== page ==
As a freelance copywriter, my sole business is to grab the interest of readers and turn them into your customers.
How do I do I accomplish this? Well there are obviously a lot of copywriter tools in my toolbox, but before I can even start tapping at my keyboard, I have to determine what need will influence those readers to buy and what appeal I will use to target that need.
People don’t buy just because a clever freelance copywriter wrote hypnotically, mouthwatering copy; they buy for their own reasons, which are based on their deepest needs. A few of these reasons (needs) might be:
- to make more money,
- to save money or get a bargain,
- financial security,
- better health,
- professional advancement,
- prestige and recognition,
- to be in the “in” group,
- fun and leisure,
- protect/provide for loved ones,
- one upsmanship (ie to keep up with the Joneses or even get ahead of them),
- make a job or chore easier,
- improve appearance,
- freedom from worry,
- self esteem
- love, sexual fulfillment and relationships,
The customer’s need (and the appeal you craft to fulfill that need) is the DNA that will run throughout your ad, from the headline through the final word. The fulfillment of this need is the reason you are going to give your readers for buying.
As you can see, some of these needs overlap. “Freedom from worry” may also be part of the need to “protect or provide for loved ones,” or also “financial security.” Any of these needs might be the DNA you incorporate throughout an ad for life insurance as, an example.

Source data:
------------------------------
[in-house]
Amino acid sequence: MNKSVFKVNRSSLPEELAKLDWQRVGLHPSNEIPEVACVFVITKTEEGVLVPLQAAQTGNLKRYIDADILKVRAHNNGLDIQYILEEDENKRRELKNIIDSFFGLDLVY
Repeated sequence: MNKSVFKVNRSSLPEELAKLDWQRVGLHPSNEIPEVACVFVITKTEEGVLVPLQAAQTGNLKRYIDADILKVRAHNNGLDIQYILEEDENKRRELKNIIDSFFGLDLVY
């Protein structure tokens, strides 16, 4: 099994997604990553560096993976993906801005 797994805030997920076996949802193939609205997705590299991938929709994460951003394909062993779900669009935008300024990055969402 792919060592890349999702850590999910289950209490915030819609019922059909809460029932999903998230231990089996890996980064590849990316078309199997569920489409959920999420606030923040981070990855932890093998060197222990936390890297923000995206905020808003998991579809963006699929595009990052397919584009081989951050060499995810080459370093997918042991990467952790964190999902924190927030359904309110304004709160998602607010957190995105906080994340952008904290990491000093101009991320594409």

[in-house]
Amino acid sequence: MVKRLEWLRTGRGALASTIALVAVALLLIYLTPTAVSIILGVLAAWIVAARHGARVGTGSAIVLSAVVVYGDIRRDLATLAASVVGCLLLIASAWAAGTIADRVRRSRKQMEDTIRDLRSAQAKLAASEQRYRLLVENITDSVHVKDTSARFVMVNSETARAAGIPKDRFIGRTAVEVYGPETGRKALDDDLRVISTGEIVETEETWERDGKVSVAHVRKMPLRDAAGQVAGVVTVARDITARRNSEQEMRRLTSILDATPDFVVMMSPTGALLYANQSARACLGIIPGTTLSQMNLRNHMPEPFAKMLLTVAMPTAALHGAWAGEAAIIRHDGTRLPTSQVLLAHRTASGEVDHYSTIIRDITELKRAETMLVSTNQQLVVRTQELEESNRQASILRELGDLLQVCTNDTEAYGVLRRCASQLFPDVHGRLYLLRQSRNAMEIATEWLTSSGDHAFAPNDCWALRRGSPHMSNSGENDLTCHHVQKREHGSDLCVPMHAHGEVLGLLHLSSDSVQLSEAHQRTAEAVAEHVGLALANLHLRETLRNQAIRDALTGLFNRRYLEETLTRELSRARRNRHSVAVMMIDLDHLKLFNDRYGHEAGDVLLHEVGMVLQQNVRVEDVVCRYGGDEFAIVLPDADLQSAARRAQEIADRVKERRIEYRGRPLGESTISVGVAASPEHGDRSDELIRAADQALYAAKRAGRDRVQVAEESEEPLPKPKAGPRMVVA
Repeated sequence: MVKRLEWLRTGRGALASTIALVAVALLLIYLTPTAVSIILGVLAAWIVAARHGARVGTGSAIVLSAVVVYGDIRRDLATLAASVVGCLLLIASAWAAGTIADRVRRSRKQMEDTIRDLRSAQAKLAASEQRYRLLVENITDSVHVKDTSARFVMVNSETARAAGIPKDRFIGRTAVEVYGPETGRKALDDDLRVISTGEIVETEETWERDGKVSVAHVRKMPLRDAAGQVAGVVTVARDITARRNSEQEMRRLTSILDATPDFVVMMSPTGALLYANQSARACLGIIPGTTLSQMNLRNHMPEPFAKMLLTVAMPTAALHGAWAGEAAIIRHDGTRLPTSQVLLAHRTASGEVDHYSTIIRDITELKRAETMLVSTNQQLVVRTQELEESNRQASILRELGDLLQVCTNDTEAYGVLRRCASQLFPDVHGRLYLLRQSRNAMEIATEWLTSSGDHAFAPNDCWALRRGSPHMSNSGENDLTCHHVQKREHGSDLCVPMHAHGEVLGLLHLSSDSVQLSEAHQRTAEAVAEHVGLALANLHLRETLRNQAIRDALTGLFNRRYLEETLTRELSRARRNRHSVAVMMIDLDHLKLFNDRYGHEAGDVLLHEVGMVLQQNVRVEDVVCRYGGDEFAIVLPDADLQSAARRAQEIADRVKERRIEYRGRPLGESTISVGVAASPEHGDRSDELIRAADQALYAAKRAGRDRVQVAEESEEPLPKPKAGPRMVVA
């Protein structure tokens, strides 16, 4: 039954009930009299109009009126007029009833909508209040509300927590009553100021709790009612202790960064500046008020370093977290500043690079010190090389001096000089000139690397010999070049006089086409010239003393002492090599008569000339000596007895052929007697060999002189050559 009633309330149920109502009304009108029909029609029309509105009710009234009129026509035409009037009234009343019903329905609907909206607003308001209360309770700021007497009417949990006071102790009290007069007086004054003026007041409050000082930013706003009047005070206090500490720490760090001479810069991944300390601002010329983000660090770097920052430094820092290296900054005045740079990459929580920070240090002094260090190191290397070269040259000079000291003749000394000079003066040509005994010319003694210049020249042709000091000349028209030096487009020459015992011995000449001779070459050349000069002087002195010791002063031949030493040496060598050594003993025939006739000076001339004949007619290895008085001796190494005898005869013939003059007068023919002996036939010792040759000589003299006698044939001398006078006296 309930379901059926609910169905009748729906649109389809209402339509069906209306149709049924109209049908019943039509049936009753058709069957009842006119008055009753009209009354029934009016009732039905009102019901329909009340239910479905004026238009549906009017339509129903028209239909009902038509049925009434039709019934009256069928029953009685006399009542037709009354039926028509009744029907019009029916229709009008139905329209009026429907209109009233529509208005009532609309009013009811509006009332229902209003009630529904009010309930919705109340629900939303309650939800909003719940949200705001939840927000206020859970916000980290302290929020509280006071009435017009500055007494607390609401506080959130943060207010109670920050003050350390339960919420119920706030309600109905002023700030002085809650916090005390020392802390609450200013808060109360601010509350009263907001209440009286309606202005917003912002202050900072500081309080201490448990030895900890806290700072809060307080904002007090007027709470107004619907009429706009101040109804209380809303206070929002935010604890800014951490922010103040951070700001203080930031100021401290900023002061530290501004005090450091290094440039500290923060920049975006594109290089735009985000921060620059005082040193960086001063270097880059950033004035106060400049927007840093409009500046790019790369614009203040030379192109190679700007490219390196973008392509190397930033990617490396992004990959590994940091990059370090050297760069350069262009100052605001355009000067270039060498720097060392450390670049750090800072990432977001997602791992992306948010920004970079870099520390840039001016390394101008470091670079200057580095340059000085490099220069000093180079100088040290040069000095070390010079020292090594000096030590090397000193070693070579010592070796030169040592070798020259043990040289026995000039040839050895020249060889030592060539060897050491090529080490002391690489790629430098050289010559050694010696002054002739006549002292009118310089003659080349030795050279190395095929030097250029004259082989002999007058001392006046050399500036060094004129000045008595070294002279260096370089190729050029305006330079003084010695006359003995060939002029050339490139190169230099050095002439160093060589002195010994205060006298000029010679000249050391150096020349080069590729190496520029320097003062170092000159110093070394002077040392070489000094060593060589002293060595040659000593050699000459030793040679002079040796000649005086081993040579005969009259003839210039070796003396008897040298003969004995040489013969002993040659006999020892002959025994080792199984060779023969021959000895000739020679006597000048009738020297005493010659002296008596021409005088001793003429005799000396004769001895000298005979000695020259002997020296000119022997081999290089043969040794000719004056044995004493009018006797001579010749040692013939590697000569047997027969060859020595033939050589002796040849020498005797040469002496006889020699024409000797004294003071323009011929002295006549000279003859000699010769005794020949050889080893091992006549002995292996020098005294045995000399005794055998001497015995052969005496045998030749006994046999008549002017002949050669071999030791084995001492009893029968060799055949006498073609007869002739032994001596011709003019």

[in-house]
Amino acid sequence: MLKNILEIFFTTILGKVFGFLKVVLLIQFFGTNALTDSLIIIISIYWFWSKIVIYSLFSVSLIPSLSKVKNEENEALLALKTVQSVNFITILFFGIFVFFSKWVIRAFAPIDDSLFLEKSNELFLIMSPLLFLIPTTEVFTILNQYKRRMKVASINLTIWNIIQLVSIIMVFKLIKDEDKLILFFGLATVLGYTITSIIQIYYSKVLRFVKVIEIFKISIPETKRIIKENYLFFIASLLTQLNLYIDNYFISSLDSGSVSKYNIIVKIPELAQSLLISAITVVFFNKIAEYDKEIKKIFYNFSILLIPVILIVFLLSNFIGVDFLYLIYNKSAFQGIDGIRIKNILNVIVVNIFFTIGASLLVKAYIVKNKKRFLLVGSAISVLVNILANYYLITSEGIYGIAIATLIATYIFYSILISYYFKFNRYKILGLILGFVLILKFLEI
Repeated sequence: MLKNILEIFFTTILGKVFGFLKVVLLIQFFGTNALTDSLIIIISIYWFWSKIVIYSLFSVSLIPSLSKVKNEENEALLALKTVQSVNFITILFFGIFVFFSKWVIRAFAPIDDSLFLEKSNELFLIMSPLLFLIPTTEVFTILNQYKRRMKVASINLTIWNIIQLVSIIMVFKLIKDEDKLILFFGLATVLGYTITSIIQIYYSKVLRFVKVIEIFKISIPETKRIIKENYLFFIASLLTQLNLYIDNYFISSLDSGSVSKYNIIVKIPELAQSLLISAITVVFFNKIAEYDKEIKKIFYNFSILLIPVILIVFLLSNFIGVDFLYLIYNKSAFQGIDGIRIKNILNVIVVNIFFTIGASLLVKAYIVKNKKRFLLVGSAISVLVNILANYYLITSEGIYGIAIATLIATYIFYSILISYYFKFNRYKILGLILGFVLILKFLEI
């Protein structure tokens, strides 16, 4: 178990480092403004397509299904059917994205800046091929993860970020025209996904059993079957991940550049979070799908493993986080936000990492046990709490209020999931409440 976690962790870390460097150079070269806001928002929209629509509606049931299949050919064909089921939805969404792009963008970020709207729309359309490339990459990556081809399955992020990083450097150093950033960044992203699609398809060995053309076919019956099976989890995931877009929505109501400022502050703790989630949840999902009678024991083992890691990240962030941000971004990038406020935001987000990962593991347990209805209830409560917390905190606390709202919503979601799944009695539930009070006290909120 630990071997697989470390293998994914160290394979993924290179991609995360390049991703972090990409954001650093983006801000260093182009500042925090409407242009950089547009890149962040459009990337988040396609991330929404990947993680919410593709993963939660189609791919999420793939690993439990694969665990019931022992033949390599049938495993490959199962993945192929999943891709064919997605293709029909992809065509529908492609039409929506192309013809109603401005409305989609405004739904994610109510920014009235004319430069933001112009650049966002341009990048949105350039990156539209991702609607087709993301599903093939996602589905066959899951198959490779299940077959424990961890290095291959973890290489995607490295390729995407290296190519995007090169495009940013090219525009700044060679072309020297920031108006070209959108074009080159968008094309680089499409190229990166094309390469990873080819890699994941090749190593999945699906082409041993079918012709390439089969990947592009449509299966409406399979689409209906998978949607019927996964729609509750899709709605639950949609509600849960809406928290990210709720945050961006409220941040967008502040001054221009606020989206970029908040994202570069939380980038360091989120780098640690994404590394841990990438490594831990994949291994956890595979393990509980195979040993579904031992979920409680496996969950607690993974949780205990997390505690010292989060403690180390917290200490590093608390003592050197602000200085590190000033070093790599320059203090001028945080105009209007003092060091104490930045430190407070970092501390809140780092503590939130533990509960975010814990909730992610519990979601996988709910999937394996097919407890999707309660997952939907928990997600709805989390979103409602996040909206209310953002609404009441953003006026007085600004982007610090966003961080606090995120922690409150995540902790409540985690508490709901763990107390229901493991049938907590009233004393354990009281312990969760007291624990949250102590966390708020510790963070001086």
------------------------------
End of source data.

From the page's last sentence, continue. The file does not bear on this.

Usually, but not always, you should appeal to only one need per ad. Then you should test that ad against other ads that appeal to other needs to find out which need motivates buyers most when choosing to purchase what you are offering. For example, only through testing their ads have some freelance copywriters were surprised to learn that personal “financial security” is often a stronger motivator to buy life insurance than to “protect/provide for loved ones.”
But don’t regard this as a commandment written in stone. If you have the luxury of writing a long ad, you probably should appeal to more than one need.
Once you have identified the need you intend to appeal to, make sure your headline addresses that need with specific benefits that meet that need head on.
For example, suppose you are writing for a financial services firm that has a product designed to protect someone’s retirement income from market ups and downs, and you have determined that “financial security” is the dominant need for your potential clients. Your headline might read:
Retire On a Secure Income
Protect Your Retirement Nest Egg
Announcing: The Inflation-Proof Retirement Income
How I Guaranteed My Retirement Income Will Never Go Down
Why Settle for an Unstable Retirement Income?
As you can see, by first identifying your readers’ dominant need, you can then write headlines that appeal to that need like a laser beam.
Next, you use the same need to pinpoint the benefits your copy must address. In the ad that might follow the above headlines on a retirement income product, your readers will probably be interested in the following benefits:
- A retirement income that does not fluctuate with the ups and downs of the financial markets,
- An income that is inflation proof,
- An income that is backed by the full faith and credit of the U.S. Treasury, or at least a giant company’s reserves,
- An income that will allow retirees to live comfortably,
- An income that will make sure a retiree will not have to depend on others,
- An income that will not for a reduced standard of living.
As you can see, not only does determining the buyer’s need make a freelance copywriter’s job easier, it also helps create more compelling copy that appeals to what your buyer really wants. The right appeal is the reason your readers will buy your product.
freelance copywriter, copywriting tips, freelance commercial writer
COPYRIGHT © 2008, Charles Brown